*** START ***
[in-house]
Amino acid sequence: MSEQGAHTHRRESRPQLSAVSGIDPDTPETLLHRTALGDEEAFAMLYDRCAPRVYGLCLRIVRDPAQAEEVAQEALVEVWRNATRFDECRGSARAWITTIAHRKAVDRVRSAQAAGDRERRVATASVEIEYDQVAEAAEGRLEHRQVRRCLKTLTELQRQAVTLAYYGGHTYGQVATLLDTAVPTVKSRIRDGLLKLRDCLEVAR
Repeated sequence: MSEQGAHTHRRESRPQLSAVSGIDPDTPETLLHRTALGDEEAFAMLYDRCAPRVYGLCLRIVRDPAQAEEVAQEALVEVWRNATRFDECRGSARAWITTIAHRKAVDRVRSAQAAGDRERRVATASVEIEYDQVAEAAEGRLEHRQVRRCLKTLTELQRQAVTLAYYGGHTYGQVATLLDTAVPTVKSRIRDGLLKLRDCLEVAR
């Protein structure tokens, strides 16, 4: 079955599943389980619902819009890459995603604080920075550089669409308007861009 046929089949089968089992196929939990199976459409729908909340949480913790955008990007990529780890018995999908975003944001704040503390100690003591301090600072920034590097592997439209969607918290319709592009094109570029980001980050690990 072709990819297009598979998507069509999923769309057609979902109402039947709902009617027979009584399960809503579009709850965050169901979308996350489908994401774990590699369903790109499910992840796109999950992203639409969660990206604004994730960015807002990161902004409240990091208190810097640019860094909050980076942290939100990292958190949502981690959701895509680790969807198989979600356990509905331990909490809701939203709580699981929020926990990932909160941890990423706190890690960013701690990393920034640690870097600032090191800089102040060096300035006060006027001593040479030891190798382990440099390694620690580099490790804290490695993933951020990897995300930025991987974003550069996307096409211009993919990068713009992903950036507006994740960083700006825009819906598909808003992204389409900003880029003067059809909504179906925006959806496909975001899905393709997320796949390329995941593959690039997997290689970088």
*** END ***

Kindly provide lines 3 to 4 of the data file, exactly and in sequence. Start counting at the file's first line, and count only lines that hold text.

Repeated sequence: MSEQGAHTHRRESRPQLSAVSGIDPDTPETLLHRTALGDEEAFAMLYDRCAPRVYGLCLRIVRDPAQAEEVAQEALVEVWRNATRFDECRGSARAWITTIAHRKAVDRVRSAQAAGDRERRVATASVEIEYDQVAEAAEGRLEHRQVRRCLKTLTELQRQAVTLAYYGGHTYGQVATLLDTAVPTVKSRIRDGLLKLRDCLEVAR
């Protein structure tokens, strides 16, 4: 079955599943389980619902819009890459995603604080920075550089669409308007861009 046929089949089968089992196929939990199976459409729908909340949480913790955008990007990529780890018995999908975003944001704040503390100690003591301090600072920034590097592997439209969607918290319709592009094109570029980001980050690990 072709990819297009598979998507069509999923769309057609979902109402039947709902009617027979009584399960809503579009709850965050169901979308996350489908994401774990590699369903790109499910992840796109999950992203639409969660990206604004994730960015807002990161902004409240990091208190810097640019860094909050980076942290939100990292958190949502981690959701895509680790969807198989979600356990509905331990909490809701939203709580699981929020926990990932909160941890990423706190890690960013701690990393920034640690870097600032090191800089102040060096300035006060006027001593040479030891190798382990440099390694620690580099490790804290490695993933951020990897995300930025991987974003550069996307096409211009993919990068713009992903950036507006994740960083700006825009819906598909808003992204389409900003880029003067059809909504179906925006959806496909975001899905393709997320796949390329995941593959690039997997290689970088």